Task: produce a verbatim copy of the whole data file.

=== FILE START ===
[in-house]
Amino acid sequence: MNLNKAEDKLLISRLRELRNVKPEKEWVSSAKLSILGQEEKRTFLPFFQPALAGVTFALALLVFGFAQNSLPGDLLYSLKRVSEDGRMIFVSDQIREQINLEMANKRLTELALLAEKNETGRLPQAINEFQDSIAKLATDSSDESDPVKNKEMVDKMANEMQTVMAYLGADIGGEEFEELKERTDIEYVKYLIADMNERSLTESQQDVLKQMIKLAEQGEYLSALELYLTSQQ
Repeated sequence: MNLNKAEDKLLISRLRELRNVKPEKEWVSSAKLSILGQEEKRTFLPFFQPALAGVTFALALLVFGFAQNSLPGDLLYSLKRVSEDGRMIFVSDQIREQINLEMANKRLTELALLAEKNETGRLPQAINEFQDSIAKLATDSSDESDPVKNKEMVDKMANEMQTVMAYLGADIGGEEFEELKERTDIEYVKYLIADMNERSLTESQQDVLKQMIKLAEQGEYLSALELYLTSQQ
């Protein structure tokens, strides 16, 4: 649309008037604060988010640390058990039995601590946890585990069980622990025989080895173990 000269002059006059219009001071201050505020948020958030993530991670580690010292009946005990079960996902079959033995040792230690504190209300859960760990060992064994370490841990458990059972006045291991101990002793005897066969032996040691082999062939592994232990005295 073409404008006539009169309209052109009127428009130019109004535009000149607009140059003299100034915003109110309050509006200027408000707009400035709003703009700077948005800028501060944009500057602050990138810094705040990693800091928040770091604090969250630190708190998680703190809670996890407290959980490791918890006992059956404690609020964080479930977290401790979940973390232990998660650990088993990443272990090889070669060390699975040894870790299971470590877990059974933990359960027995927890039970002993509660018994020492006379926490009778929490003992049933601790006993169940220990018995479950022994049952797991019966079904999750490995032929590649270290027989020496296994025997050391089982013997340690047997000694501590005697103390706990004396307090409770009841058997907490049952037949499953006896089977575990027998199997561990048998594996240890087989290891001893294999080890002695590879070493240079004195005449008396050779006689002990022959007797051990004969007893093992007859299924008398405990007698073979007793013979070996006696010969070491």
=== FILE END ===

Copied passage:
[in-house]
Amino acid sequence: MNLNKAEDKLLISRLRELRNVKPEKEWVSSAKLSILGQEEKRTFLPFFQPALAGVTFALALLVFGFAQNSLPGDLLYSLKRVSEDGRMIFVSDQIREQINLEMANKRLTELALLAEKNETGRLPQAINEFQDSIAKLATDSSDESDPVKNKEMVDKMANEMQTVMAYLGADIGGEEFEELKERTDIEYVKYLIADMNERSLTESQQDVLKQMIKLAEQGEYLSALELYLTSQQ
Repeated sequence: MNLNKAEDKLLISRLRELRNVKPEKEWVSSAKLSILGQEEKRTFLPFFQPALAGVTFALALLVFGFAQNSLPGDLLYSLKRVSEDGRMIFVSDQIREQINLEMANKRLTELALLAEKNETGRLPQAINEFQDSIAKLATDSSDESDPVKNKEMVDKMANEMQTVMAYLGADIGGEEFEELKERTDIEYVKYLIADMNERSLTESQQDVLKQMIKLAEQGEYLSALELYLTSQQ
């Protein structure tokens, strides 16, 4: 649309008037604060988010640390058990039995601590946890585990069980622990025989080895173990 000269002059006059219009001071201050505020948020958030993530991670580690010292009946005990079960996902079959033995040792230690504190209300859960760990060992064994370490841990458990059972006045291991101990002793005897066969032996040691082999062939592994232990005295 073409404008006539009169309209052109009127428009130019109004535009000149607009140059003299100034915003109110309050509006200027408000707009400035709003703009700077948005800028501060944009500057602050990138810094705040990693800091928040770091604090969250630190708190998680703190809670996890407290959980490791918890006992059956404690609020964080479930977290401790979940973390232990998660650990088993990443272990090889070669060390699975040894870790299971470590877990059974933990359960027995927890039970002993509660018994020492006379926490009778929490003992049933601790006993169940220990018995479950022994049952797991019966079904999750490995032929590649270290027989020496296994025997050391089982013997340690047997000694501590005697103390706990004396307090409770009841058997907490049952037949499953006896089977575990027998199997561990048998594996240890087989290891001893294999080890002695590879070493240079004195005449008396050779006689002990022959007797051990004969007893093992007859299924008398405990007698073979007793013979070996006696010969070491």